Buyer’s Market: A Guide to Groupware

There was once a time when e-mail was simply e-mail. Products focused primarily on sending and receiving electronic messages. And that was enough.

But e-mail products are not as one dimensional anymore. Companies are demanding more functionality from e-mail clients and servers, leaving products that merely send and receive mail behind.

When cc:Mail was the top dog of the e-mail world, it boasted about 14 million users. In the first half of last year alone, however, the total number of new groupware users passed 21 million, according to a report by International Data Corp. (IDC, www.idc.com).

Of that 21 million, Microsoft Corp. (www.microsoft.com) sold 8.1 million seats of Exchange; Lotus Development Corp. (www.lotus.com) sold 7.4 million seats of Notes; Novell Inc. (www.novell.com) garnered 2.7 million GroupWise users; and all other groupware packages accounted for 3.2 million seats.

The distinct market leaders are Microsoft and Lotus. Although Microsoft surpassed Lotus in sales for the first half of 1999, Lotus achieved 4 million new seats in the second quarter, its best quarter to date. In total, Lotus has the predominant spot, recently boasting more than 50 million users.

In terms of individual product growth, the IDC report points to the integration of Exchange with Microsoft’s BackOffice Server Suite as positioning the messaging platform for continued growth.

The limitation with this integration is that it is confined to the Windows platform. Lotus Notes, however, is available for practically any platform, including Linux.

In the Pipeline

The forthcoming Exchange 2000, which Microsoft says is one of the foundations of many of its strategies -- anytime-anywhere access, knowledge workers, and the digital dashboard -- is showing promise as an enterprise-level piece of groupware, with features to compete with Novell and Lotus in the high-end spectrum (see Great Expectations on page 35).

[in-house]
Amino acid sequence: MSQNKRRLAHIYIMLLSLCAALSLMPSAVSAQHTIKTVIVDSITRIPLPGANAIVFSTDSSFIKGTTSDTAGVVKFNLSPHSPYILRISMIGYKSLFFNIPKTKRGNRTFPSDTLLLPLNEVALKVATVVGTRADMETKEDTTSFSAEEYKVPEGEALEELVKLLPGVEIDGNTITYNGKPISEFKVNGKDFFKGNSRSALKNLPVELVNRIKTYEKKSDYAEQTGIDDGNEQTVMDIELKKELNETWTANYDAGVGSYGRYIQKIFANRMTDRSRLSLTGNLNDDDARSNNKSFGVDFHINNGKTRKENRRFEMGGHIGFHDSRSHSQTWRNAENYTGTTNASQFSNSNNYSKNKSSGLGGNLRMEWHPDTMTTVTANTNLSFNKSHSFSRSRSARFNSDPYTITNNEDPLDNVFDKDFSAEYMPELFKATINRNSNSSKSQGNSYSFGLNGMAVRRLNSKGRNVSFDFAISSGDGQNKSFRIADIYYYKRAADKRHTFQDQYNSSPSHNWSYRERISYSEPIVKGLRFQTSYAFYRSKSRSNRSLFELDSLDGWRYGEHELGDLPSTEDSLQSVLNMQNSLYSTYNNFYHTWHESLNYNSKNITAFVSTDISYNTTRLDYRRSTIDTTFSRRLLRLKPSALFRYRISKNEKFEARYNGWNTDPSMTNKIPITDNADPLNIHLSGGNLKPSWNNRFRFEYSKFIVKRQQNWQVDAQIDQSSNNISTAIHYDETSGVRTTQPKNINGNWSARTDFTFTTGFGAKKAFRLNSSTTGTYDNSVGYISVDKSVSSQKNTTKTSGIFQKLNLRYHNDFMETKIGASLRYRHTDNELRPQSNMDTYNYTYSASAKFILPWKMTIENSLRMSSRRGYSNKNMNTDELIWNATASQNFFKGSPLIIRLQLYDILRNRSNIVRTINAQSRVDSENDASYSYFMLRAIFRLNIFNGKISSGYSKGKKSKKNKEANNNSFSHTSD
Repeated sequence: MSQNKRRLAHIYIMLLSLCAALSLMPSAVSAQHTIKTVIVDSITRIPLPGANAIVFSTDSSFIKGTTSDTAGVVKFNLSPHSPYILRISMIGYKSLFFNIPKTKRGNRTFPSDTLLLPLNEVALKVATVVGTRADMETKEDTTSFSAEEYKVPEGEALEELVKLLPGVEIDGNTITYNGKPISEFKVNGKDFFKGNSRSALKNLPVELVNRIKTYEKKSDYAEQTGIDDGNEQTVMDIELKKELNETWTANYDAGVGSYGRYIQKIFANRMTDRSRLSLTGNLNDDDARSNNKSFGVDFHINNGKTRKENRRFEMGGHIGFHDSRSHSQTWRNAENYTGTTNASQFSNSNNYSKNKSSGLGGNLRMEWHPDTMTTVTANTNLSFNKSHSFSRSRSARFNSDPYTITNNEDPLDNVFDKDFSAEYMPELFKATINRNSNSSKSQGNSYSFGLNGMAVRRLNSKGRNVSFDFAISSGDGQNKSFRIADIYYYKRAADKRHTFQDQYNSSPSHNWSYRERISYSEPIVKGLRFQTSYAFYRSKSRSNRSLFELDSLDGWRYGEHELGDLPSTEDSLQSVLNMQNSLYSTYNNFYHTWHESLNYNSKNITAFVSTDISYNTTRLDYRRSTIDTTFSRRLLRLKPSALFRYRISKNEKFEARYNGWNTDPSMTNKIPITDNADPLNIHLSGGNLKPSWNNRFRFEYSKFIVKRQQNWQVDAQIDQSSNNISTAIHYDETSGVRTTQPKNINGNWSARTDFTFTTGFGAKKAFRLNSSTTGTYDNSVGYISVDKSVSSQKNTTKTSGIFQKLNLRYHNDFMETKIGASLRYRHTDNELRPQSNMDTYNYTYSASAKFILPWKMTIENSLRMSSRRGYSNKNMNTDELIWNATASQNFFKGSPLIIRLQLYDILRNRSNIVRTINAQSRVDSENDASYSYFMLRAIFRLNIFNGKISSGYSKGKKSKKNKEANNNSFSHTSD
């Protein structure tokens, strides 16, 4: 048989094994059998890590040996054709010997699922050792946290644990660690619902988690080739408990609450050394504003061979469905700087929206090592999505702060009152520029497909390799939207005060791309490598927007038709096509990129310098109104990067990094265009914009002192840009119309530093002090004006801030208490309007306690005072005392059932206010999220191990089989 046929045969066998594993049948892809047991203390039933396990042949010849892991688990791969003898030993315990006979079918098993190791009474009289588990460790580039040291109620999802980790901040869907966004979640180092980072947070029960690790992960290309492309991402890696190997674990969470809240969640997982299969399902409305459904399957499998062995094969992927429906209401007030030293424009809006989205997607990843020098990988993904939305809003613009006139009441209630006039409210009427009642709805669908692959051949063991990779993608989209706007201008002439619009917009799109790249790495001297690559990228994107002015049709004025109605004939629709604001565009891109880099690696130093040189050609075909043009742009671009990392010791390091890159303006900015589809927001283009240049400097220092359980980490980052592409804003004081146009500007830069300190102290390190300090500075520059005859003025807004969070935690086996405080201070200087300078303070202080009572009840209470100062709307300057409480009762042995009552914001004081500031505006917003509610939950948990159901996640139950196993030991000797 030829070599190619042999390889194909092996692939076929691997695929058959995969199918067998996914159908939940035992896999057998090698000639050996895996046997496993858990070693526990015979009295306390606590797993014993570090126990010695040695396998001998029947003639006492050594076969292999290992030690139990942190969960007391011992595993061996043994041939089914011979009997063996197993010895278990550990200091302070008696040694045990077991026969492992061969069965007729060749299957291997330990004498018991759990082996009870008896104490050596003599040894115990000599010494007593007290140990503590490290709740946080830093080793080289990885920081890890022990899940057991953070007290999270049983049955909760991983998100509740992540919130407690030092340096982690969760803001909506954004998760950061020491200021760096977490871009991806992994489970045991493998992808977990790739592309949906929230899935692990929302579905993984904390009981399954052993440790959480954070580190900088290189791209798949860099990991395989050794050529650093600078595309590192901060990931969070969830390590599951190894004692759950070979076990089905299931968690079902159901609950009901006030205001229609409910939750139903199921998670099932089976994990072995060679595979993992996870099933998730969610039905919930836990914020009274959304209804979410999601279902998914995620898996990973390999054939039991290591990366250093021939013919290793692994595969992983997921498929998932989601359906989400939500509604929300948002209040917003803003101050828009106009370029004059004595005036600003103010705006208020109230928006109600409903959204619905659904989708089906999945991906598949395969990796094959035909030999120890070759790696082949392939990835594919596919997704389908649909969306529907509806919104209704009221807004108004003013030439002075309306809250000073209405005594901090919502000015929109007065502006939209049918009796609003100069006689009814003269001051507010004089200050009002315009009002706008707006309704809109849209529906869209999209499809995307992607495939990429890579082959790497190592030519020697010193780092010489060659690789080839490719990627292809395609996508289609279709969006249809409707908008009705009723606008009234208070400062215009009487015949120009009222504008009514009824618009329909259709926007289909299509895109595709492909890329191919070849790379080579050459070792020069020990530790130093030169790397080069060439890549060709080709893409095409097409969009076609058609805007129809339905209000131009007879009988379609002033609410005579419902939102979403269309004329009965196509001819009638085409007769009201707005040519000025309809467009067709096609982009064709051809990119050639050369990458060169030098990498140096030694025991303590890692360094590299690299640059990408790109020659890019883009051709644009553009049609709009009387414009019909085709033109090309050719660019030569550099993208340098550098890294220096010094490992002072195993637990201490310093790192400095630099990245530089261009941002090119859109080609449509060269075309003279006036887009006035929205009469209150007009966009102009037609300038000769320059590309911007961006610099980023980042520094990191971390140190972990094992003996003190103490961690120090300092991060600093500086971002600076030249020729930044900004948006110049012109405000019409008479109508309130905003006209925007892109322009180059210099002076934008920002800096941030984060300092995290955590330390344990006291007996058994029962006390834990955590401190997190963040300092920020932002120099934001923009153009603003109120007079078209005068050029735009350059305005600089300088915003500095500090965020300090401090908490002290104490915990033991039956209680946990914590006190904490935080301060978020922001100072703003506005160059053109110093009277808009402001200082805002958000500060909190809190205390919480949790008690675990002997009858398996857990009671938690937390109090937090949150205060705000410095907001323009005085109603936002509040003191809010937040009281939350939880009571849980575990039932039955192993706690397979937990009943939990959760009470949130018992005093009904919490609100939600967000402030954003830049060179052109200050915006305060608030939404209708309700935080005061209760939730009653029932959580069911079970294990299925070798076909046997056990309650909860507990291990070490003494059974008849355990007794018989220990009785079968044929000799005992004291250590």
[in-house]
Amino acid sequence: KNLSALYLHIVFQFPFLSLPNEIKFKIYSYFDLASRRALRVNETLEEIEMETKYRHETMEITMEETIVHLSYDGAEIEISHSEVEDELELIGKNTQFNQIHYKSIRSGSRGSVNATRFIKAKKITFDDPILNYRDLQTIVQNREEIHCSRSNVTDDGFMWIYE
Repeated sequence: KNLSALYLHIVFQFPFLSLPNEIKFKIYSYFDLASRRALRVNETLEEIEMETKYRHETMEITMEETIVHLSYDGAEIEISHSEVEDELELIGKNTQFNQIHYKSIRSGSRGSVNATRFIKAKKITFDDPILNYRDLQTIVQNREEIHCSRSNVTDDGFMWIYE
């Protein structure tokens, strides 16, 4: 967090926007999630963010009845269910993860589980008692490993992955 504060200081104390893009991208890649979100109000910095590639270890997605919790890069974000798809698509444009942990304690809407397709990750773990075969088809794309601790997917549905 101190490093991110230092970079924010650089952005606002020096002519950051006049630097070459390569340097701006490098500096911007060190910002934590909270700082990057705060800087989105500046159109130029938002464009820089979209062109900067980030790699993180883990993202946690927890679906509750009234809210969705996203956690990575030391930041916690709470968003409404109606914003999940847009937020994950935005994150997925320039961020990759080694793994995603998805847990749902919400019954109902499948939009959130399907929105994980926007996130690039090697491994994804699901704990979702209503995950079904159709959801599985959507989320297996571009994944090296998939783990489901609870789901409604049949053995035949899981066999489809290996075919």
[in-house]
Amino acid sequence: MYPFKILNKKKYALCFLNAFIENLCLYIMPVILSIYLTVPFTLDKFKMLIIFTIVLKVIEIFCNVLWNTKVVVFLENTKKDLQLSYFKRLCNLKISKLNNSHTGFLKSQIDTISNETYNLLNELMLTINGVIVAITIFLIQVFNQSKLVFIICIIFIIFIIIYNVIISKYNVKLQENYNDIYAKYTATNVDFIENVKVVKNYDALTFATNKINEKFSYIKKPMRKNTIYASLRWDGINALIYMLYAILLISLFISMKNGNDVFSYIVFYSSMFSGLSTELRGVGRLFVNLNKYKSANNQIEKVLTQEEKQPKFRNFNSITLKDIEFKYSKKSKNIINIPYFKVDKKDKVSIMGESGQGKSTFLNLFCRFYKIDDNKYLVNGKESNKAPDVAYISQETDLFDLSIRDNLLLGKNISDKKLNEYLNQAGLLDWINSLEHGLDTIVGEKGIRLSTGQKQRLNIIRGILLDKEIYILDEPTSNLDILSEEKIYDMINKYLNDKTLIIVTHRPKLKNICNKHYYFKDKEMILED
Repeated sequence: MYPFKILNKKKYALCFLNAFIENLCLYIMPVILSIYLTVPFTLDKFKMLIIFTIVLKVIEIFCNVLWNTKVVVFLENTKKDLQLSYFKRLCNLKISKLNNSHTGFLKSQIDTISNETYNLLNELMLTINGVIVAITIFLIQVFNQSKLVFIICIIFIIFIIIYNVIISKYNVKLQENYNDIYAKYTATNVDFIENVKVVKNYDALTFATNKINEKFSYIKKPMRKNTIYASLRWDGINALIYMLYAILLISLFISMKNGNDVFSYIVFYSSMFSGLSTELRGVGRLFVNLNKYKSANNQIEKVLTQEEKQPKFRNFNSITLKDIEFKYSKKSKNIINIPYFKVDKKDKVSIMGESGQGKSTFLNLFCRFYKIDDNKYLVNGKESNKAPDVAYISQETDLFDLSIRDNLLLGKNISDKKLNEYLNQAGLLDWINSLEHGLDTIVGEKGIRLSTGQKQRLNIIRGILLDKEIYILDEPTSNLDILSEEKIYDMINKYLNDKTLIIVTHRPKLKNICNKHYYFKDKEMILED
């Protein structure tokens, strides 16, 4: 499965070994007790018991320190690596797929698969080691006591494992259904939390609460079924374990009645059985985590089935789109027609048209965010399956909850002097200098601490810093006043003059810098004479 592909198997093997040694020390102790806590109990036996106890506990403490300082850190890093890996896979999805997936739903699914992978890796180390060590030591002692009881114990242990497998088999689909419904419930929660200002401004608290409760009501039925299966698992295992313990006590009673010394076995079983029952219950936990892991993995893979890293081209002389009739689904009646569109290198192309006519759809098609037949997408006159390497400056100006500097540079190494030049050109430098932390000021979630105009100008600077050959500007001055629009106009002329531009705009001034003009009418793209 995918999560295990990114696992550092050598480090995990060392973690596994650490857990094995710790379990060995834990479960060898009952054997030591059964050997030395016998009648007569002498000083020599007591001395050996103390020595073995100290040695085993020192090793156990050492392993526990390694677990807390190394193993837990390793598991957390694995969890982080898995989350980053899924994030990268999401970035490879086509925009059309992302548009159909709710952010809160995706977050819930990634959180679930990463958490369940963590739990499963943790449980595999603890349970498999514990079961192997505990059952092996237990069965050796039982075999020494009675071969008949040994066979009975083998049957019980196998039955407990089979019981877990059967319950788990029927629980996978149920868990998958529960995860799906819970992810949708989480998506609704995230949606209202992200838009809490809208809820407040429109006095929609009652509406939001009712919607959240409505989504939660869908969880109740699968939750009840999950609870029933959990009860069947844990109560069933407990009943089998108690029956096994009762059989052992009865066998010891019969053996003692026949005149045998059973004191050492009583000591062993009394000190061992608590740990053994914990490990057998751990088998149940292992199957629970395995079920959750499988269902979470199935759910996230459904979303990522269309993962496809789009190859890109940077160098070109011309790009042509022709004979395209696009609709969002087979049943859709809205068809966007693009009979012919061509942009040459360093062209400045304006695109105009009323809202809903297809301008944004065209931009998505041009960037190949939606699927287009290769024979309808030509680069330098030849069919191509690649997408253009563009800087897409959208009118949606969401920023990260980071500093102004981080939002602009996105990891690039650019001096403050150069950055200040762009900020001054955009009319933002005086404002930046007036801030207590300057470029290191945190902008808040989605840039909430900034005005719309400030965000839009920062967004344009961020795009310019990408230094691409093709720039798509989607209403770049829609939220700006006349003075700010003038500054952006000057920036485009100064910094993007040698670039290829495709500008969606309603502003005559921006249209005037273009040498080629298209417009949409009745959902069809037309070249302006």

But Microsoft’s main competitors in this arena have new releases up their sleeves, as well.

Novell is at work on its next generation groupware, code-named Utopia. Slated to ship in the second half of this year, Utopia’s alterations consist of tighter integration with Novell Directory Services (NDS) and a more modular approach. The modular approach lets users pick and choose between which components they need.

Reports state that Utopia also will include more XML functionality, Novell’s own public key infrastructure security software, and an instant messaging client. The forthcoming version will have more in the way of development tools and server-side APIs specifically for customization, an area some analysts consider a weak spot of GroupWise’s.

GroupWise already has support for directory services in the name of NDS, and Microsoft and Lotus are adding directory-service support. Microsoft is integrating Exchange with Active Directory AD, and Lotus is working to make Domino interoperate via LDAP.

Last month, Lotus began pushing into the unified messaging space with two new client interfaces to Domino Server designed to increase mobility. Lotus considers unified messaging a concept, rather than a product, and introduced a family of interfaces to deliver access to e-mail, voice mail, pages, and faxes for users of handheld devices, two-way pagers, smart phones, and devices that are equipped for the wireless access protocol (WAP).

The new Lotus clients are iNotes and Mobile Notes. INotes provides Web browsers, standards-based messaging clients, and Microsoft Outlook users access to the messaging, collaborative applications, and offline support that Domino R5 offers. When used in conjunction with the Lotus Mobile Services the company will offer for Domino, Mobile Notes will provide access to secure information such as e-mail, calendar, and address book for anytime access to critical information. Mobile Notes and Mobile Services for Domino 1.x will be available later in first quarter 2000. Future releases of Mobile Services for Domino and Mobile Notes will provide offline support for key devices and the ability for developers to build applications for wireless and mobile devices.

Make no mistake about it: Competition is going to heat up on the groupware battlefield. With Microsoft positioning Exchange 2000 as one of its key applications, and the other products evolving as well, expect significant advances with each.